US charges 5 Chinese, 2 Malaysians in wide-ranging hacking effort
The US Justice Department said on Wednesday it has charged five Chinese residents and two Malaysian businessmen in a wide-ranging hacking effort that encompassed targets from videogames to pro-democracy activists.
Federal prosecutors said the Chinese nationals had been charged with hacking more than 100 companies in the United States and abroad, including software development companies, computer manufacturers, telecommunications providers, social media companies, gaming firms, nonprofits, universities, and think-tanks, as well as foreign governments and politicians and civil society figures in Hong Kong.
US officials stopped short of alleging the hackers were working on behalf of Beijing, but in a statement Deputy Attorney-General Jeffrey Rosen expressed exasperation with Chinese authorities, saying they were – at the very least – turning a blind eye to cyber-espionage.
“We know the Chinese authorities to be at least as able as the law enforcement authorities here and in likeminded states to enforce laws against computer intrusions,” Rosen said. “But they choose not to.”
Fires continue to rage in US as smoke reaches Europe
Devastating wildfires that have ravaged the US West Coast continued to rage on Wednesday as smoke from the deadly blazes spread across the country and even reached Europe.
“The scale and magnitude of these fires are at a level much higher than any of the 18 years that our monitoring data covers” since 2003, said Mark Parrington, senior scientist and wildfire expert at Europe’s Copernicus Atmosphere Monitoring Service.
He add that the fires are emitting so much pollution that thick smoke was visible over 8,000 kilometres away in northern Europe, showing how devastating the blazes have been in their magnitude and duration.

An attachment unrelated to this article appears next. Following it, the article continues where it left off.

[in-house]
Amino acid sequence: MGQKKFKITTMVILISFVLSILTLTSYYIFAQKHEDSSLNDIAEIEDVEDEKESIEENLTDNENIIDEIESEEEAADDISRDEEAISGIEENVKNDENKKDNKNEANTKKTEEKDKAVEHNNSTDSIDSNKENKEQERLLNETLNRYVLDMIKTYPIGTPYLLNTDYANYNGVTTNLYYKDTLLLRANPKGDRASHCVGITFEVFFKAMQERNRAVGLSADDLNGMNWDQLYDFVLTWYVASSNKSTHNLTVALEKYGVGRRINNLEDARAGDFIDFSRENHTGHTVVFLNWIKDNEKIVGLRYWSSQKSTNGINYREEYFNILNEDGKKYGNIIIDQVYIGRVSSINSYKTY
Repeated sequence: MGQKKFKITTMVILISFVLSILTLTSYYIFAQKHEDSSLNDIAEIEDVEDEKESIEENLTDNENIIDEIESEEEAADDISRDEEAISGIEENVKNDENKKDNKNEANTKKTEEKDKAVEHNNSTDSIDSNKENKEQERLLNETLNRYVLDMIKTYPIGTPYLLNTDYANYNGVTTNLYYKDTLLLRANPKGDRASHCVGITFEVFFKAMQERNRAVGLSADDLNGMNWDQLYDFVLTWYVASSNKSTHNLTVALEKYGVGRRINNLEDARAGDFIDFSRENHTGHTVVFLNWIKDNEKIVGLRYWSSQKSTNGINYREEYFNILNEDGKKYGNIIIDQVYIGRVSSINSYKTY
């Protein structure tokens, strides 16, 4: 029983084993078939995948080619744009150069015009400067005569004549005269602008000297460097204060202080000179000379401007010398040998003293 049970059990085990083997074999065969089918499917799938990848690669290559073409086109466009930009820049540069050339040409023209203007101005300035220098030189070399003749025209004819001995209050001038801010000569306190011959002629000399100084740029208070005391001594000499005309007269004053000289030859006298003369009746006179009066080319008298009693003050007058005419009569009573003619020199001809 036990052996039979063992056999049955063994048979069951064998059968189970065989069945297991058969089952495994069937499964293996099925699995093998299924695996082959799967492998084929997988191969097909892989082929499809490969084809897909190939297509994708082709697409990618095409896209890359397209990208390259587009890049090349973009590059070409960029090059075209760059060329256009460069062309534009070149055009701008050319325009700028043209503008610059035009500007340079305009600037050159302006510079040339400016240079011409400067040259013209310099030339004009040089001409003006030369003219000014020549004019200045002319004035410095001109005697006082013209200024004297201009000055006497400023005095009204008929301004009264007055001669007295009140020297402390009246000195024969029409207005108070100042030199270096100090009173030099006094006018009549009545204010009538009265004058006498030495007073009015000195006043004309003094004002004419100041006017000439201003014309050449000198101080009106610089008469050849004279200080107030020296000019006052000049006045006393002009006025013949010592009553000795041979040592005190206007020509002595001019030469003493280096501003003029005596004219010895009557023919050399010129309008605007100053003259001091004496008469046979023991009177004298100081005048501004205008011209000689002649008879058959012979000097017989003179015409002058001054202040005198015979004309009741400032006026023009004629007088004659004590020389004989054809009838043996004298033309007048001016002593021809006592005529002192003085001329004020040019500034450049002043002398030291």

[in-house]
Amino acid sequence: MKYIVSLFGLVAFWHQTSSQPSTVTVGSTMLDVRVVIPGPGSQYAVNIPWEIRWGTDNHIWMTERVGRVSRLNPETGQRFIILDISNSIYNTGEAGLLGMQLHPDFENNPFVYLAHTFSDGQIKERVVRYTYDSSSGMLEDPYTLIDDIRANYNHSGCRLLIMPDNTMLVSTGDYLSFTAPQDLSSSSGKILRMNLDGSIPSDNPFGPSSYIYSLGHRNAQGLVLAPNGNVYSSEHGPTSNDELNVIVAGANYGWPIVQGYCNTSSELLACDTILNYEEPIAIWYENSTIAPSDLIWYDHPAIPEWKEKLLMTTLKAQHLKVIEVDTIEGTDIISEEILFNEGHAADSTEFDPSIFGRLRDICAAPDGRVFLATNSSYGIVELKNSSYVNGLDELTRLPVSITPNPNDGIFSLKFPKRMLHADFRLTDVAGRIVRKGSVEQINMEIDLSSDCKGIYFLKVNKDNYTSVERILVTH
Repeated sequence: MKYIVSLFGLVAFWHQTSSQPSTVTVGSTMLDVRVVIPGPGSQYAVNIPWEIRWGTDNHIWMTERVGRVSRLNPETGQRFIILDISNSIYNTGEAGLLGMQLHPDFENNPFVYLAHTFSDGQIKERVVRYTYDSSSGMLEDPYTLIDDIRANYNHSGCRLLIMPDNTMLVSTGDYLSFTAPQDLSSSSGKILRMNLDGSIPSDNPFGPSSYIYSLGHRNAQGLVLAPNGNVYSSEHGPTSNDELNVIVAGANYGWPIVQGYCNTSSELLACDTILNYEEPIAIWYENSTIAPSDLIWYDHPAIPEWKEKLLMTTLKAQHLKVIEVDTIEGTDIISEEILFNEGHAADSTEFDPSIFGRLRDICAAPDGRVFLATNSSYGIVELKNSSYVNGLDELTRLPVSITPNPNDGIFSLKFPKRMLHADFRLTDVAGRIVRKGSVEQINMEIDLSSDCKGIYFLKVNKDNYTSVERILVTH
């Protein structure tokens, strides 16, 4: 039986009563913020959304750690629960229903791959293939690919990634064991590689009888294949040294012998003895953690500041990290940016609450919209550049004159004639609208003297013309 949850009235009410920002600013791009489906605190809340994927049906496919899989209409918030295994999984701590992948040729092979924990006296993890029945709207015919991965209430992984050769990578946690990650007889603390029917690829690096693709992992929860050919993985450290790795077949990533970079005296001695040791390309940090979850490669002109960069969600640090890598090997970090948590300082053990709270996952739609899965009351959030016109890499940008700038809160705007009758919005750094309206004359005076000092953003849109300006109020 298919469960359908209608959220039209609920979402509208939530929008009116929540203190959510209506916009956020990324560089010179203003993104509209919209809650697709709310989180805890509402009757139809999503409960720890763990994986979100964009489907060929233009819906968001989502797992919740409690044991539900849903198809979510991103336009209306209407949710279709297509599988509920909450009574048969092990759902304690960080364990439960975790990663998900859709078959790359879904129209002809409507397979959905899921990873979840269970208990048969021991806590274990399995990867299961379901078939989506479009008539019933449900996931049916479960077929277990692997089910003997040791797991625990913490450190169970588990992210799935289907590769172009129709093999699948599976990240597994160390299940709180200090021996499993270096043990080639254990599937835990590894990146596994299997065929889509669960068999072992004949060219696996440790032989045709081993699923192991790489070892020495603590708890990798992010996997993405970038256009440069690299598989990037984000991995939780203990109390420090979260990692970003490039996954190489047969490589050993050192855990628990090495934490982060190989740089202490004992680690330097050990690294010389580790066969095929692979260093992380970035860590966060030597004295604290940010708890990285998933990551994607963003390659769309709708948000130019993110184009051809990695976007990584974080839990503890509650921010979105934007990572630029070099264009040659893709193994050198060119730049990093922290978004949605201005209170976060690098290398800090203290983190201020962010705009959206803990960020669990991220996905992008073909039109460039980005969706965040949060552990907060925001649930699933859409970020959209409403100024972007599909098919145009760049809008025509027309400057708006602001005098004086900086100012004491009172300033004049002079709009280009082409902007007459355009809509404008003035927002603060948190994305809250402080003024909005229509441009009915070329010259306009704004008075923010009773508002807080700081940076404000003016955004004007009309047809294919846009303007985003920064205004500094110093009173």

Coronavirus: As some US college students party, others blow the whistle
Some US college students are doing the once-improbable: blowing the whistle on classmates who break rules aimed at stemming the spread of the coronavirus.
At the University of Missouri, one senior is posting photos and videos on a “University of Misery” Twitter account that shows students gathered in large groups at pools, outside bars and other places – few of them wearing masks.
The university has a form on its website where violations of the school’s Covid-19 guidelines can be anonymously reported, but posting on Twitter “adds a different level of accountability,” said the student.
Cycling: Record performances raise Tour de France doubts
Record performances in the Tour de France have raised eyebrows given the chequered history of cycling, and race leader Primoz Roglic was forced to defend himself declaring he had “nothing to hide” when asked about his credibility.
“I’d like it to be like before when we could attack and have fun for the fans, but the level is very high,” said Colombia’s fourth-placed rider Miguel Angel Lopez, an adept climber who has found the speeds set by the leading Jumbo pack tough to maintain.
On the Peyresourde and the Grand Colombier mountains second-placed Tadej Pogacar set records on the ascent, but that in itself is not necessarily suspicious.
Don’t call it the ‘Zoomies’! TV’s Emmy Awards swap high-fives for virtual show
Television’s Emmy Awards usually provide a night of hugs, high-fives and glamorous stars posing on the red carpet, but the coronavirus pandemic will make for a very different virtual-only ceremony on Sunday.
Jimmy Kimmel will host from a stage in the Staples Centre in downtown Los Angeles, telling jokes without the usual packed audience of celebrities.
Only production staff and a handful of stars will be allowed in. The red carpet was cancelled.
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